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Richard Carrier is an ancient historian who has risen to prominence as the lead advocate of Jesus Mythicism, a school of thought that entertains the idea that Jesus of Nazareth may never have existed at all.
All of the contradictions Ehrman alleges between Acts and Paul’s letters are the result of over-readings, tendentious interpretations, and arguments from silence. The forcefulness that Ehrman ascribes to those, combined with his dismissal of the difficult details Luke gets right concerning geography and other matters as “completely irrelevant” is astounding, and really reveals his unscholarly bias against the New Testament.
Any discussion of the evidence for the resurrection must first ascertain what the original apostolic witnesses claimed and whether those claims are best explained by the resurrection, or by some alternative hypothesis.
Book Review: Why Four Gospels? The Historical Origins of the Gospels (Second Edition), by David Alan Black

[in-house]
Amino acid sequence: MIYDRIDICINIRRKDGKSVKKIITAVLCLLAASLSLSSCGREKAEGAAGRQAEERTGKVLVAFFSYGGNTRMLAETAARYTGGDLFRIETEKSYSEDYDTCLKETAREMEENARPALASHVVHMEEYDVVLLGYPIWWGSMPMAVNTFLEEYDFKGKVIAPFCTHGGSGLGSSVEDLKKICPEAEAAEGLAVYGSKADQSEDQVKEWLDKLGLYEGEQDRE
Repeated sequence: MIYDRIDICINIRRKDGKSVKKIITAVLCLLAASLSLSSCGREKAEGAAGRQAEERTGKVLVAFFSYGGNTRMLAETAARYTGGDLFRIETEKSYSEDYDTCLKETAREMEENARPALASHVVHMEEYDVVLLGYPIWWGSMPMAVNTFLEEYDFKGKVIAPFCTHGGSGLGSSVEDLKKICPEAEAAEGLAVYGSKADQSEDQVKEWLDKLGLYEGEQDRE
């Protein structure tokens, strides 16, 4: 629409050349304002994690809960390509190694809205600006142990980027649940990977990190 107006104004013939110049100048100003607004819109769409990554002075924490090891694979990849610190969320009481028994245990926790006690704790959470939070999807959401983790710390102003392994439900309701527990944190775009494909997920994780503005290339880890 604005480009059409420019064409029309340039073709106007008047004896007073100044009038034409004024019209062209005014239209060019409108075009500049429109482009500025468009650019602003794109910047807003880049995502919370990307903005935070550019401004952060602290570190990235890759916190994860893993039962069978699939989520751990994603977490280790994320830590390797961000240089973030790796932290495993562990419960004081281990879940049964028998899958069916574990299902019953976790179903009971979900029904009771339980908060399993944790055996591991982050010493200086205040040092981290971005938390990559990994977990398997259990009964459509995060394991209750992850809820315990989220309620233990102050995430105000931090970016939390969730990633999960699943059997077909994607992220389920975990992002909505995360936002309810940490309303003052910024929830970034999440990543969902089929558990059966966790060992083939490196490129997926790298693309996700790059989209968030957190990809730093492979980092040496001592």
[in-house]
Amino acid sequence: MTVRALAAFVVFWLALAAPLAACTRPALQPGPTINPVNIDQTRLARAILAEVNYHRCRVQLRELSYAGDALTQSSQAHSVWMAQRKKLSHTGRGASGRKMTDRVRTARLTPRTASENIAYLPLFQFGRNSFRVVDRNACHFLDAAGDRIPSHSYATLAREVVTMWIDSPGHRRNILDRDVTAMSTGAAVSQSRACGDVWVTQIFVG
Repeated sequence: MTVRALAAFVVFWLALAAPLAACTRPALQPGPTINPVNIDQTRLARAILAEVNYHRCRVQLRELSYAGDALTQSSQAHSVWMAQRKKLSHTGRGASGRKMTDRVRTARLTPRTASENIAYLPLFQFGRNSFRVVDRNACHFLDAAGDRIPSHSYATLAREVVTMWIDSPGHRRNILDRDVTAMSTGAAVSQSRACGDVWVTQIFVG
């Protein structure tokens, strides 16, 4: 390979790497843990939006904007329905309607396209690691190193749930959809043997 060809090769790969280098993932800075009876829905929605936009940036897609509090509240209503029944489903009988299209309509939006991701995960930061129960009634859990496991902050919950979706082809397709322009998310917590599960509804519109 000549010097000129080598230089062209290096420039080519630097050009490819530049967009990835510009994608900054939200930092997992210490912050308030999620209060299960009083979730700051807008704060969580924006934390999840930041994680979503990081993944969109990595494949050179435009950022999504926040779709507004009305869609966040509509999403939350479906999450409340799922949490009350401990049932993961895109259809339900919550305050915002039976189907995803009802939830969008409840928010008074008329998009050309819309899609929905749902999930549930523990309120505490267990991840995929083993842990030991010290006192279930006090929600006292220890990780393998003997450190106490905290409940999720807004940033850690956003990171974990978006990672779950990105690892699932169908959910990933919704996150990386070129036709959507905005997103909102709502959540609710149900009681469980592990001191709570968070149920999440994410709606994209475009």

Black argues that the testimony of the patristics (which supports Matthean priority) is often not factored in to the scholarly assessment of the synoptic problem. Indeed, he observes, “Today the academic guild, both in Europe and North America, assumes that the patristic evidence is basically legendary and unreliable,” (p. 32).
Jaros does not seem to appreciate the value of casualness. He fails to understand how an undesigned coincidence can occur in the same document, or how a writer might provide information that unintentionally corroborates (in a manner that can be detected) some fact that the said author is also aware of.
The purpose of this paper is to evaluate the Biblical evidence on whether a professing Christian who walks away from the faith forfeits their salvation, with a particular focus on the book of Hebrews.
Since it is a fair assumption that Ehrman has chosen his best and, to his mind, most convincing examples of alleged contradictions in the gospels and Acts, the abject failure of Ehrman’s proposed contradictions should give us renewed confidence in the substantial trustworthiness of the Biblical accounts.
An unexplained allusion refers to when a source mentions superfluous details that are not relevant to the story. Typically, when inventing a story, one would want to minimize unnecessary details, especially if those unnecessary details are subject to investigation.
This category of evidence, though seldom discussed in contemporary apologetics literature, contributes to the cumulative case for the substantial trustworthiness of the gospel accounts.